Pan-Arabism is a political ideology that advocates for the unification of countries in North Africa and Southwest Asia (the Middle East) in an effort to reunify what was once the Arab Empire. In other words, it’s a modern iteration of Arab imperialism. Pan-Arabism is closely tied to the beginnings of Arab nationalism.

The rise of modern Arab nationalism can be dated to 1911, when Arab intellectuals from across the Levant (Israel, Palestine, Jordan, Syria, Lebanon, and parts of Turkey) met to form an Arab nationalist club with the stated goal of “raising the level of the Arab nation to the level of modern nations.” In 1913, they met for the Arab Congress, where they asserted a growing desire for independence from Ottoman rule.

During World War I, Great Britain sponsored Arab nationalism as a means to weaken the Ottoman Empire, so much so that the pan-Arabist flag, which represents the various stages of Arab imperialism, was designed by none other than Mark Sykes, most known for negotiating the Sykes-Picot Agreement (a secret plan between Great Britain and France to carve up the Middle East for themselves). To this day, most Arab national flags, including the Palestinian flag, derive from the pan-Arabist flag.

Nazism also deeply influenced pan-Arabist movements, which I will discuss in the last slide.

Pan-Arabism, Arab imperialism, and the intersection of both with antisemitism is hardly a thing of the past. Hamas, the militant terrorist group that rules the Gaza Strip, for example, accuses Jews of instigating World War I as a plot to break up the Arab Empire (Article 22). The current charter of the Palestinian Authority — the internationally-recognized Palestinian government — states that Palestine is “an indivisible part of the Arab homeland” (Article One). The “Arab homeland,” of course, refers to the entirety of the Arab world. The “Arab homeland” is Arabia. Palestine — and the rest of the “Arab world” — only became Arab because of Arab imperialism.



Antisemitism is deeply ingrained and systemic in West Asia and North Africa, so much so that according to the Global Index of Antisemitism, 74% of the population of the region holds predominantly antisemitic attitudes. As such, most of the region, whether Arab/Arabized or not, subscribes to antisemitic tropes and falsehoods about the Jewish People.

For this reason, colonizers and those in systemic power throughout the region — generally Arabs or, in the case of Iran, Persians —  commonly smear Indigenous independence movements as “Zionist.” They know that such an accusation will delegitimize their local Indigenous Peoples’ fight for sovereignty in the eyes of the public. In other words, colonizers engage in antisemitism to silence the Indigenous Peoples of the region.

Some examples of this:

(1) In 1966, Iraqi defense minister Abd al-Aziz al-Uqayli claimed that the Indigenous Kurds aimed to establish a “second Israel” in the Middle East, and that, should they be successful, the Arab world would face “a second Nakba.” To this day, the Arab media compares Kurdistan to “Yahudistan” (“Yahud” meaning “Jew” in Arabic), positioning Israel as the ultimate evil in the region.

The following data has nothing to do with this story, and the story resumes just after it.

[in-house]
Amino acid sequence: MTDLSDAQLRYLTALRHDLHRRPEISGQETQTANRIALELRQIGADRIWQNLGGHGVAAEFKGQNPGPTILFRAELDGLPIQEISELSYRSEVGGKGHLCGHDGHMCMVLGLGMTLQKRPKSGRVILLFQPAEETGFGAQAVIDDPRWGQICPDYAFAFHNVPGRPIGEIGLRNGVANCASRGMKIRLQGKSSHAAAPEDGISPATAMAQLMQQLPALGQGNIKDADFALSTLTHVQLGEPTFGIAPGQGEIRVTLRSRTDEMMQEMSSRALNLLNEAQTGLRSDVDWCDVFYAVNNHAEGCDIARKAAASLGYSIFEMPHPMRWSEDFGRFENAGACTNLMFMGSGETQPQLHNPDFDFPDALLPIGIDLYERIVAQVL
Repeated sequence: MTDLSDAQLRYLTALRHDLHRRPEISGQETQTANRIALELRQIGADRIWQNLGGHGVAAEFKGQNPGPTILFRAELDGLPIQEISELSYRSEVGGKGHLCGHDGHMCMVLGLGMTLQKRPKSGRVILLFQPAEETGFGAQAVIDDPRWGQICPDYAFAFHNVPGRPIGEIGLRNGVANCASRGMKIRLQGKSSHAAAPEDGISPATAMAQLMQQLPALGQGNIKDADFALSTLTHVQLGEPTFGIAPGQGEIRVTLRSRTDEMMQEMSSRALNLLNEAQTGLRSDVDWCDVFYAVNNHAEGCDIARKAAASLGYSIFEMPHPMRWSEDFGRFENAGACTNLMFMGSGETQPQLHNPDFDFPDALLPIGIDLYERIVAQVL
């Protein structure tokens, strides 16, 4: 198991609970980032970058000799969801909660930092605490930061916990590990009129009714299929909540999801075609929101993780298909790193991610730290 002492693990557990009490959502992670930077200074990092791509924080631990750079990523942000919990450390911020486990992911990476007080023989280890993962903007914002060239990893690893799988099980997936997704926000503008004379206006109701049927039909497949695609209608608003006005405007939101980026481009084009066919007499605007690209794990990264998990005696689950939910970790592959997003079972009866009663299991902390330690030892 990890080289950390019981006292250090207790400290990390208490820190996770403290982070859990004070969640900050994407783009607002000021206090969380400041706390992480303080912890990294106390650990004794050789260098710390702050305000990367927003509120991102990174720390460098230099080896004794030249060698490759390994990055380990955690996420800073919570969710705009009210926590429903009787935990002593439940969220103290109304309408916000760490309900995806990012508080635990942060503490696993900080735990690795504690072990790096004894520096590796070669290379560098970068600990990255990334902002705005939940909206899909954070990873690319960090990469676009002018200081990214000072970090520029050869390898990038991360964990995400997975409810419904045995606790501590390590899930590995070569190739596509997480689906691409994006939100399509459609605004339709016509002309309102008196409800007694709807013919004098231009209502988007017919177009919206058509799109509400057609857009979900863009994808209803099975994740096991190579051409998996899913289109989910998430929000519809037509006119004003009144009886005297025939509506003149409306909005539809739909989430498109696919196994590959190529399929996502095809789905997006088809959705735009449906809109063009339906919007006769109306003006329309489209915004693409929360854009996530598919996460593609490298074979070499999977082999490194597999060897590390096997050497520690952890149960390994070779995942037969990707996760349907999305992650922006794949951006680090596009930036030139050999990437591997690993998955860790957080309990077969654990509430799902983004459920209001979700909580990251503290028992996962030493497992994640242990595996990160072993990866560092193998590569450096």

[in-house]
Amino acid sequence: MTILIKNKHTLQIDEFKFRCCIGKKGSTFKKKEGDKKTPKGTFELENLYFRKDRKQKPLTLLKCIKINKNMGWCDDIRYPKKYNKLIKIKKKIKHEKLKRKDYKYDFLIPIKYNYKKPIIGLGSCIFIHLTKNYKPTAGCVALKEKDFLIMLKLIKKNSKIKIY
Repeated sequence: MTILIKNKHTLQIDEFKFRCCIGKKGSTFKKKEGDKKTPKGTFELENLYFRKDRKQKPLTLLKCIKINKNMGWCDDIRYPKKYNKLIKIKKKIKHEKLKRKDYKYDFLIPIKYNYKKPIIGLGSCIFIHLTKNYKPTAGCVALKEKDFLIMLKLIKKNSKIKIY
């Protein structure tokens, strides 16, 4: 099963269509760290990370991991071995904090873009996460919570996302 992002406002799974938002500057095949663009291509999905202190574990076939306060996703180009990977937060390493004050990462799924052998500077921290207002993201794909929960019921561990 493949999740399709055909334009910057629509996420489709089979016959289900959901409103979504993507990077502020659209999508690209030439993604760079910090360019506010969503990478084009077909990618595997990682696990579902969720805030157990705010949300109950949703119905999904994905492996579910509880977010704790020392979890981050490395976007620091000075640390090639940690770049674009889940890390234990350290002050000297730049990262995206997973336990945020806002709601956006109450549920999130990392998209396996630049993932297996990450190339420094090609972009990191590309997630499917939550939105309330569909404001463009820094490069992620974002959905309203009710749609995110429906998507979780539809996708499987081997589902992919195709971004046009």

(2) the popular book “B*rbère de Sion” claims that Indigenous Amazigh identity is a French and Zionist “invention.” Imazighen are an Indigenous People of North Africa, with an identity that dates back thousands of years, long before the Arab conquest of the region.

(3) the Iranian regime recently accused “Zionists” for supposedly instigating the current protests against the Islamic Republic.

(4) for decades, Imazighen in Morocco have fought for recognition and civil rights. In 2010,  Al Jazeera and other local outlets accused Zionists of “manipulating” the Imazighen in Morocco to destabilize the Moroccan Arab regime.



The region of the Middle East and North Africa has experienced numerous waves of colonialism and imperialism at the hands of a plethora of different empires. The Arab Caliphate was neither the first nor the last empire to swallow the region. It was European colonizers that brought European antisemitic tropes to the Arab world.

The British Empire began its colonization of the Middle East in 1798. By the aftermath of World War I, the British controlled an enormous part of the region, including Palestine and Egypt. They also extended their sphere of influence to the Arabian Peninsula. British colonial officers were deeply antisemitic. For example, Sir John Bagot Glubb, who later became the British Commander of the Jordanian Arab Legion against Israel during the 1948 war, considered Jews “unlikeable, aggressive, stiff-necked, vengeful, and imbued with the idea of [being] a superior race.” It was British colonial officers that brought the deeply antisemitic forgery, “The Protocols of the Elders of Zion,” to the Arab world.

While Nazi Germany did not establish colonies in the Middle East in the manner that the British Empire did, it still did what it could to extend its sphere of influence to the Middle East, which is a form of imperialism. Many of the earliest Arab nationalists and pan-Arabists, including the Grand Mufti of Jerusalem, were quite literally SS members. The Nazis unabashedly spread their antisemitic propaganda in the Middle East, so much so that it was pro-Nazi sentiment that instigated the Farhud, an anti-Jewish massacre (pogrom) in Iraq that killed up to 1000 Jews.

After World War II, the Soviets took a similar approach to the Middle East, exerting their sphere of influence across the region. In the 1950s, the Soviet Union — itself a major enemy of the Nazis — began exporting actual Nazi propaganda films to the Arab world to further turn Arab public opinion against Israel.